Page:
Labour could end SNP dominance by taking most seats in Scotland – poll

Scottish Labour could counter a decade of SNP dominance in Scotland at the General Election by taking the most seats, a poll suggests.

A survey by Survation for True North spoke to 1,026 people aged 16 and over between May 23 and Monday.

Labour was the choice of 36% of respondents, while 32% backed the SNP.

While support for the Tories in the General Election remained around 17% and the Lib Dems were on 9%.

John Curtice
Professor Sir John Curtice analysed the poll (Strathclyde University/PA)

If the poll was replicated on July 4 – according to polling expert Professor Sir John Curtice, of the University of Strathclyde – Labour would come just shy of a majority of seats on 28 out of 57, up from the single constituency won in 2019.

But the SNP would plummet to just 16 compared to the 48 won five years ago.

The Tories would increase their tally from six MPs to eight and the Lib Dems would gain one, rising to five.

Responding to the poll, Sir John said: “The party’s support for Westminster is as much as four points down on the beginning of the year.

“Fewer than two in three of those who would vote Yes in an independence referendum are currently minded to vote for the party.

Labour Party leader Sir Keir Starmer delivers a speech to supporters, members and local people during his visit to Lancing in West Sussex, while on the General Election campaign trail
Personal approval ratings of political leaders also showed Sir Keir Starmer to be the most popular among respondents (Stefan Rousseau/PA)

“As a result, Labour now have a clear lead in Westminster vote intentions for the first time since the 2014 independence referendum.

“As the General Election campaign gets under way, the SNP face the prospect of severe losses at the beginning of July, and thus the possible loss of its coveted status as the third largest party at Westminster.

“The party badly needs to try and persuade Yes supporters to return to the party fold.”

True North managing partner – and former SNP head of communications – Fergus Mutch said it was “Labour’s election to lose”, adding that Labour’s momentum would require a “powerful response” to counter.

The poll also looked at voting intentions for Holyrood, with just under two years to go before the 2026 election.

Labour would again streak past the SNP, if the poll were to be replicated, winning 48 seats to the SNP’s 42.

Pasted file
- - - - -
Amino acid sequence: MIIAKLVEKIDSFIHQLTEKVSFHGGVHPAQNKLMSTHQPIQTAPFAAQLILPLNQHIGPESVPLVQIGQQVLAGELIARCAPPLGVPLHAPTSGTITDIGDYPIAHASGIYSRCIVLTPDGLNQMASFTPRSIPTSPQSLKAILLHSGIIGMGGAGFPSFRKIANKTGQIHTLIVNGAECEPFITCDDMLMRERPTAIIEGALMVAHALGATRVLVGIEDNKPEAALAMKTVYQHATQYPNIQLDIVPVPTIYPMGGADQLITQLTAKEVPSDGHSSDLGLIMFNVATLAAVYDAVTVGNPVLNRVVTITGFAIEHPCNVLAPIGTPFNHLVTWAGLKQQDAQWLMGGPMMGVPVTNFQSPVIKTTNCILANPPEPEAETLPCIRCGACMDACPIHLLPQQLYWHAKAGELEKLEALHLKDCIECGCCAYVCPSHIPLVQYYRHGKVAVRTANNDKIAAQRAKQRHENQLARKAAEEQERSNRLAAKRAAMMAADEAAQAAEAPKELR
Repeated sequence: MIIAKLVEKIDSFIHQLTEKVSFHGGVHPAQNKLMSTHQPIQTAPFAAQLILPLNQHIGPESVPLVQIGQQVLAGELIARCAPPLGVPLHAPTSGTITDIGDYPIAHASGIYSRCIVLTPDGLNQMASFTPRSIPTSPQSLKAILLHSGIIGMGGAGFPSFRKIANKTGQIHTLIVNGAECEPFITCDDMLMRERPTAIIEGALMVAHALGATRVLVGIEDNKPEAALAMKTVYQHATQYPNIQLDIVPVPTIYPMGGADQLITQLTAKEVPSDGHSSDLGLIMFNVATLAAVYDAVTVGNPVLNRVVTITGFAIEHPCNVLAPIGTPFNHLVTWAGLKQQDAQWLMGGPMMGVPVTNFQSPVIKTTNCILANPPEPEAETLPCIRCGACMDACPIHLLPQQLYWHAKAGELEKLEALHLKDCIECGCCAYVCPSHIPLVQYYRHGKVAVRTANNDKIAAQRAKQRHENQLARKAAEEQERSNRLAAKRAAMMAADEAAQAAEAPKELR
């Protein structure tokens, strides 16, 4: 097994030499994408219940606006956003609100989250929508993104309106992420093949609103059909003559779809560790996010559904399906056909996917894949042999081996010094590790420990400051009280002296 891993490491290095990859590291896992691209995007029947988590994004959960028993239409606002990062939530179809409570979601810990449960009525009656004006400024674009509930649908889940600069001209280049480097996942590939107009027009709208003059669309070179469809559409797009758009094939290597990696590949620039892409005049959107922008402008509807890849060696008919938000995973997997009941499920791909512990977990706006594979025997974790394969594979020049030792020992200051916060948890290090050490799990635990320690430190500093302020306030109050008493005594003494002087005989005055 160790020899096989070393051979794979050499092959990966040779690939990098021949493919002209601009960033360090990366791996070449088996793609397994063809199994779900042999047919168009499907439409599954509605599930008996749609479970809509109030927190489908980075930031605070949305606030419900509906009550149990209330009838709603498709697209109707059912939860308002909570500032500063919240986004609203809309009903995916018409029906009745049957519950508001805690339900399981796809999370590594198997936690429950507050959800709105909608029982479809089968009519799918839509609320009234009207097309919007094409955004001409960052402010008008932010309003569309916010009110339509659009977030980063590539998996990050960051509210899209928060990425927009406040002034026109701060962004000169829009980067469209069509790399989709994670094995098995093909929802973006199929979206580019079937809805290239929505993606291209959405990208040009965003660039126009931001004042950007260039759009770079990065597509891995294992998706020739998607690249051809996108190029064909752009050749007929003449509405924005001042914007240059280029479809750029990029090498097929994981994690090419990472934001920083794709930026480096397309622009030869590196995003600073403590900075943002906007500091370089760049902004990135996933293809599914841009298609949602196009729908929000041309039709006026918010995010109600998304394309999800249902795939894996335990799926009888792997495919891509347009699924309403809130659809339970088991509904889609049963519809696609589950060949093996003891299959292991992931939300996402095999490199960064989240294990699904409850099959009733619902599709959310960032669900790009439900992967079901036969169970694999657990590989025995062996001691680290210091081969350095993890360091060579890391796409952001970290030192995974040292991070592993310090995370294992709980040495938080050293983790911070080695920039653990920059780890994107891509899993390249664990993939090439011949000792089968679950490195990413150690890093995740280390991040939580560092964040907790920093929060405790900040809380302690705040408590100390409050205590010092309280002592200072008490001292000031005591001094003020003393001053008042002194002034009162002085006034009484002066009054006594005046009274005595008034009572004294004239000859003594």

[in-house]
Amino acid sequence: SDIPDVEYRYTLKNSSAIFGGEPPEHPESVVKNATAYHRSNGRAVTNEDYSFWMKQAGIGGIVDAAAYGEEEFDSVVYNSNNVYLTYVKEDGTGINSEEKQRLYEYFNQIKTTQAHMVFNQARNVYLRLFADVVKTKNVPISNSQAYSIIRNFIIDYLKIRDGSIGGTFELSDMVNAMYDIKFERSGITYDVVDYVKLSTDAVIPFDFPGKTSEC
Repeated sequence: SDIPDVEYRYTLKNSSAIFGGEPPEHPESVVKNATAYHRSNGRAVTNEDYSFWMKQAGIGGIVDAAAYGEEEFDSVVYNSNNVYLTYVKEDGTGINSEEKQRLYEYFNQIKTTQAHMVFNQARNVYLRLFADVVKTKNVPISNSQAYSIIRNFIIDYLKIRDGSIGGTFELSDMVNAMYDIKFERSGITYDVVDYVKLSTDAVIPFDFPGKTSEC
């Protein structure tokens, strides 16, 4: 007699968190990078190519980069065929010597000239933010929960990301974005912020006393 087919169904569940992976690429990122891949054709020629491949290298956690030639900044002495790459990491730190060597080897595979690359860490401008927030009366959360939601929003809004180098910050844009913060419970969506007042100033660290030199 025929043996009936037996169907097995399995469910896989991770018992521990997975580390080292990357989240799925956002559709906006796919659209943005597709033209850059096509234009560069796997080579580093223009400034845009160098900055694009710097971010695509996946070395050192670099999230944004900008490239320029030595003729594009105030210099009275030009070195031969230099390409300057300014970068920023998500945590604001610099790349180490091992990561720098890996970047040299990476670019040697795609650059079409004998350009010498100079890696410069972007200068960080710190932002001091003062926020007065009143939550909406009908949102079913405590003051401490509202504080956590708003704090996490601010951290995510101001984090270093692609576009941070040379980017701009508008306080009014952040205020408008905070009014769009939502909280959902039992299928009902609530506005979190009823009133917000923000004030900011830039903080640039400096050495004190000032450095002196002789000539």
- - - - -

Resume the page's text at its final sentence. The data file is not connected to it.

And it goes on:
The Tories would drop to 17, while the Lib Dems would return 13 MSPs and the Greens would win 9.

Personal approval ratings of political leaders also showed Sir Keir Starmer to be the most popular among respondents, sitting on a 3% net approval rating compared to -38% for Rishi Sunak.

First Minister John Swinney – who took over the reins of the SNP just weeks ago – was on -7%, just behind Scottish Labour leader Anas Sarwar on -3%

Support for independence also replicated that of the 2014 referendum, with 45% of decided voters backing separation and 55% in favour of staying in the UK.

SNP depute leader Keith Brown said: “We need to get rid of the Tory Government. The way to do that in Scotland is to vote SNP because we are the main challengers in every Tory held seat.

“Austerity, Brexit and the cost of living crisis – all imposed on Scotland by Westminster – have pushed up household costs, hit the economy hard and cut the money available to spend on the NHS.

“At this election, vote SNP to put the interests of Scotland first.”

Scottish Labour deputy leader Dame Jackie Baillie said the poll showed Scots “turning away” from John Swinney’s leadership.

“SNP top brass that have been paraded in front of the media to boast about John Swinney’s popularity have been left with egg on their face as this poll shows that both Anas Sarwar and Keir Starmer are more popular than him,” she added.

“The reality is that the Scottish National Party has lost its only positive message in this campaign and is now left with only scaremongering and misinformation to try to distract from their failure.

“Scottish Labour doesn’t want to just send a message to Westminster – we want to send a government that will boost pay, cut bills, renew public services, and revive our economy.”